Flappy Bird: Creator Dong Nguyen's Philosophy of 'Design Simplicity'

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By Pavithra Rathinavel | March 12, 2014 6:51 PM EST

When Steve Jobs said, "Simplicity is the ultimate sophistication," perhaps Flappy Bird Creator Dong Nguyen took it by heart.

Nguyen's philosophy of simplifying the crux of the app making it frustratingly difficult to sail through the game and in turn making this game notoriously addictive is phenomenal.

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As Nguyen put it, "When you play game on a Smartphone the simplest way is just tapping."

According to the recent interview with Rolling Stone, when Nguyen released the mobile game Shuriken Block, the objective was to stop a cascade of ninja stars from thrusting five little men in the screen. The game had one instruction: 'Tap'. Tap the falling star at the right moment, and it would bounce away.

Nolan Bushnell, creator of Pong and founder of Atari, described the mantra of game design as "easy to learn and difficult to master."

Nguyen followed this mantra to the core. Shuriken Block was deceptively ruthless. Even the quickest player will have trouble lasting more than a minute before the men were propelling blood. Nguyen was pleased with the results, but the game got dropped in the iOS store eventually.

When he was mulling a new game, Nguyen wanted to go even simpler. He wanted to let the player tap anywhere and still have a thrilling and interesting game. He built the game idea over this simple design philosophy. He'd drawn a pixelated bird on his computer that riffled on Nintendo fish, called Cheep Cheeps. He also drew green pipes (a homage to Super Mario Bros.) for the bird to navigate.

He modeled the game on Paddleball. Paddleball is a one-person game played with an attached ball and a paddle. With the help of a flat paddle with a small rubber ball attached at the center via an elastic string.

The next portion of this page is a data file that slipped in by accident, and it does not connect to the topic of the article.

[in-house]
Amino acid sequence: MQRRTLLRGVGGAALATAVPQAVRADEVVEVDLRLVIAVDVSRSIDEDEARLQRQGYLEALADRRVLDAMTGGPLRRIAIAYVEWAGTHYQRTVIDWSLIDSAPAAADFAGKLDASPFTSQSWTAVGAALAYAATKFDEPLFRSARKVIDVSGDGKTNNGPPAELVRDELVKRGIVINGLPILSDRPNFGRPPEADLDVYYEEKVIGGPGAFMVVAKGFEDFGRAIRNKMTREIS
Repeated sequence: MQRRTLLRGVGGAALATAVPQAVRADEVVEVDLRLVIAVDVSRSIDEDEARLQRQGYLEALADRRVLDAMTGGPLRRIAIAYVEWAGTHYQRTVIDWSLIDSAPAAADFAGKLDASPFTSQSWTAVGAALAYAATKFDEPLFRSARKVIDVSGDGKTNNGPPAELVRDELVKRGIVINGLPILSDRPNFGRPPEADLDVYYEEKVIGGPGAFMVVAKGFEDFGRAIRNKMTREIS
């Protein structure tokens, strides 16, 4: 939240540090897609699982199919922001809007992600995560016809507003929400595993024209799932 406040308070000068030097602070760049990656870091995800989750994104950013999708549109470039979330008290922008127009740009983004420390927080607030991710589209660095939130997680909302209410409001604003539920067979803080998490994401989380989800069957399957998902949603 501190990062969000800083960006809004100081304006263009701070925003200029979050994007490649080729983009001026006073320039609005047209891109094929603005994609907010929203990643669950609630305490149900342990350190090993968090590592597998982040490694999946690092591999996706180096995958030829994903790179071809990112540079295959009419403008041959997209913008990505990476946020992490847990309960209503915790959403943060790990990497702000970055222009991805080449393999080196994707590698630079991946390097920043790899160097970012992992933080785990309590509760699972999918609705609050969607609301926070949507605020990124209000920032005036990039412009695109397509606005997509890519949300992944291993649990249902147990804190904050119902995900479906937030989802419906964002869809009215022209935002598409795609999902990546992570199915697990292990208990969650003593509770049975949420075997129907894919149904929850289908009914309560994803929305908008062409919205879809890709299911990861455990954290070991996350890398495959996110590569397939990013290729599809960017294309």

Similar to Paddleball, he limited his game to a few components: the bird and the pipes. He skirted the urge to dramatize the action by adding new elements as the player progressed. This probably was the master stroke. The difficulty came in understanding and mastering the physics of the game, fighting gravity so strong, even the slightest wrong tap would kill the bird.

Since the deaths would be so common, Nguyen wanted to make them entertaining. He made the bird explode in a bloody pulp or bounce back across the ground, before settling on a face plant. He then sifted through hundreds of sounds before settling on a kung-fu-style thwack to make the bird's demise even funnier. The idea is to make the user laugh and have fun while enjoying the hardcore difficulty of the game.

"The bird is flying along peacefully and all of a sudden you die."

Once the Flappy Bird App was ready to make its debut, Nguyen had gone in Twitter and posted a screenshot of his "new simple game." Other than a couple of tweets, Nguyen said he did not put any marketing behind the launch. Like any other random game, Flappy Bird flopped. The first mention of the game on Twitter didn't come until five months later, on Nov. 4, when someone posted a review on the addictive game.

And the rest, as they say, is history.

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